NEW YORK (TheStreet) -- Investors looking at crude oil technicals and thinking the commodity looks like a good value right now are like the people who saw a white dress when the infamous photo of a blue dress crossed their newsfeeds.
In this case, investors' misperception comes from reports of oil rig shutdowns and crude's ability to remain above a key technical level, suggesting the commodity has bottomed. Those are distractions from a real fundamental issue -- there's too much oil and too few places to affordably store it, said Tim Evans, Energy Futures Specialist at Citi Futures.
"I'm trying to keep my clients from becoming complacent about rising inventories as if they don't matter because price action suggests we should look away from physical surplus in the market," Evans said. "There's substantial downside risk, particularly at the front of the WTI crude oil curve."
In the near term, or front of the curve, declining capital investment and declining drilling rig counts -- the factors that have driven oil prices higher in recent weeks -- are what matter least.
In other words, the dress is blue, not white. So instead of a bottom in oil prices, this is what investors should be seeing:
1- High and rising oil inventories
2- High and rising oil production
3- The rising cost of storing surplus oil
Current inventories in Cushing, Okla., one of the most important crude trading hubs, are within 3 million barrels of the record high, which occurred in April 2013 due to a lack of outbound pipeline capacity from Cushing, according to energy market data provider Genscape, which monitors oil storage tank volume levels at Cushing.
As of Feb. 27, 63% of Cushing storage capacity was being used. Since Genscape began monitoring Cushing in 2009, capacity has never exceeded 80%.
As the most affordable crude oil storage facilities like Cushing fill up, the cost of storage is on the rise. The higher cost will affect ETF investors, who need the spot price to rally more than $2 just to break even as their oil futures contracts roll forward to the following month.
That's because the curve is normal, with pricing rising each month, so when investors roll forward they sell at a lower price and buy at a higher price. With the $2.00 cost of storing oil baked into the equation -- $1.50 higher than what it costs under normal conditions -- ETFs will see that as a drag on their performance.
It's going to be frustrating for those holding oil ETF positions, whose numbers have grown to the highest level in five years, said Citi's Evans.
They're looking for the great turn in energy market fundamentals they hope will happen, leading oil prices to behave so well despite a dearth of positive news.
"Just by oil getting 20% off its low, they think the sun has come back out and the birds are singing and it's a wonderful time to own oil," Evans said. "Meanwhile, the statistics show oil production hit its highest level since the early 1970s -- a 40-year high -- and is 15% higher than a week ago."
Crude oil inventories are the highest in 84 years, since 1931. The U.S. Dept. of Energy weekly inventory series dates from 1982, so analysts making that comparison are looking at an older, monthly data series from a different source, he noted.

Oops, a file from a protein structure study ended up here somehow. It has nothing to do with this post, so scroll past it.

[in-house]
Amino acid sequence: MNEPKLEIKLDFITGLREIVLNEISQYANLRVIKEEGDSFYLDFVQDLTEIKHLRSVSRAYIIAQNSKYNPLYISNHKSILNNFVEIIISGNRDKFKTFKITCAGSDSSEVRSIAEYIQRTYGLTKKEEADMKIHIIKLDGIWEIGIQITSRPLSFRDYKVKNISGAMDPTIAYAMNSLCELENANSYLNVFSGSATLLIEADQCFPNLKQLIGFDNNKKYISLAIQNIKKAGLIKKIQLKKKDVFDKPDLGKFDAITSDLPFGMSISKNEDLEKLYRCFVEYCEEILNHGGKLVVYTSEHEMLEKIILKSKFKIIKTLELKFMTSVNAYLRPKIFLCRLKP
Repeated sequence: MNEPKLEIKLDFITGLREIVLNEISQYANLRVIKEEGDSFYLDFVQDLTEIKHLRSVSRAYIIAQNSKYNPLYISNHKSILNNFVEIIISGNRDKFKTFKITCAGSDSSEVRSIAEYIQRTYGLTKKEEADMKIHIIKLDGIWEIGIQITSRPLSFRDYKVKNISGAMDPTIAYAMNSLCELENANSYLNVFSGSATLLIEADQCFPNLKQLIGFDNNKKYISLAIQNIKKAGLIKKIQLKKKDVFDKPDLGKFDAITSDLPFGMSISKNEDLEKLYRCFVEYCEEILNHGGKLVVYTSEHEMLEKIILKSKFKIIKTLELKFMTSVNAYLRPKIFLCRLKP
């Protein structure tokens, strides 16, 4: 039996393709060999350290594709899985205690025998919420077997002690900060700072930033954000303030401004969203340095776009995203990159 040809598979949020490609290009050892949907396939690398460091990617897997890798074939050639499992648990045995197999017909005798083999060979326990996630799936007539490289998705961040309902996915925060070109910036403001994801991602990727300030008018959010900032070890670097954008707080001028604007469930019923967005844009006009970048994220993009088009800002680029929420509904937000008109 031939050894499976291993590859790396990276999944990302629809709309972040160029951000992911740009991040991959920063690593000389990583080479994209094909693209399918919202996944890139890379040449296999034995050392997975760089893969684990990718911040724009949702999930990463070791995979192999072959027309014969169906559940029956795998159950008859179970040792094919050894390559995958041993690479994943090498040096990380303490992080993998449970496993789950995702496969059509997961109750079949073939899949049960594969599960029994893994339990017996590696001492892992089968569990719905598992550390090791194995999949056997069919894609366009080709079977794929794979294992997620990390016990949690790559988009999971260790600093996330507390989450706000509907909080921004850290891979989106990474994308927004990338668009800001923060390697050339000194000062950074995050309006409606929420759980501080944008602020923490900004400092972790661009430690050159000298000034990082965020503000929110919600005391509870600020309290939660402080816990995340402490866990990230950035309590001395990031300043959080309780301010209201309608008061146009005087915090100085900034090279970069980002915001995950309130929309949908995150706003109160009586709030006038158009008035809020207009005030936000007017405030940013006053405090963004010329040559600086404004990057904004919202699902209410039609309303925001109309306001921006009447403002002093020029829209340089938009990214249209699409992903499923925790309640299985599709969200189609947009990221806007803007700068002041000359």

Inventories of 444.4 million barrels are 80.6 million barrels, or 22.1% higher than a year ago and 89.5 million barrels, or 25.2%, above the five-year average level.
Citi Futures' chart shows the steep rise in crude stocks this year alone.
The average crude stocks surplus has spiked sharply since December, as illustrated by the Citi Futures chart below.
Next week, the market will be looking at new monthly reports from the DOE, OPEC, and the International Energy Agency that may show some revisions, but the February outlooks implied a first-half 2015 global supply/demand surplus on the order of 1.4 million barrels per day -- a degree of oversupply confirmed by the uptrend in U.S. crude oil inventories, Evans said.
Those reports will come against the backdrop of OPEC's ongoing mission to snuff out U.S. competitors and the Iranian nuclear talks that have caused some market chatter.
Evans doesn't anticipate either a quick agreement or a quick lifting of the embargo on Iranian oil exports. Instead, he sees a gradual process with output walking higher in the second half of 2015 and into 2016 rather than a sudden flood of additional barrels. Among other issues, he added, they'll need to find customers.
Cold weather and incessant snow storms in the Northeastern U.S., a key source of supply for the New York Harbor delivery point for the RBOB gasoline and heating oil futures, have caused operational difficulties in refineries.
Scheduled seasonal maintenance work has also limited refinery runs. Add to that a risk of a further drop in refinery rates because of the ongoing USW strike against selected U.S. refineries since Feb. 1, which have had limited impact on runs so far, and crude is meeting a bottleneck that's contributing to supply buildups.
The drop in refinery runs is a support for the petroleum products -- and we're seeing gasoline prices rise as a result -- but it's a corresponding bearish factor for crude oil.
It would seem the cards are stacked against oil. But like other markets that have risen inexplicably, oil is also benefiting from the liquidity the U.S. Federal Reserve has poured into the economy and the low interest rate environment that has investors taking on risk.
The numbers -- physical supply and demand -- are not in their favor, however.
"Sometimes, when you look for risk, you will find it," Evans said. "Inventory is 20% higher than a year ago, and that should send us an economic message all on its own."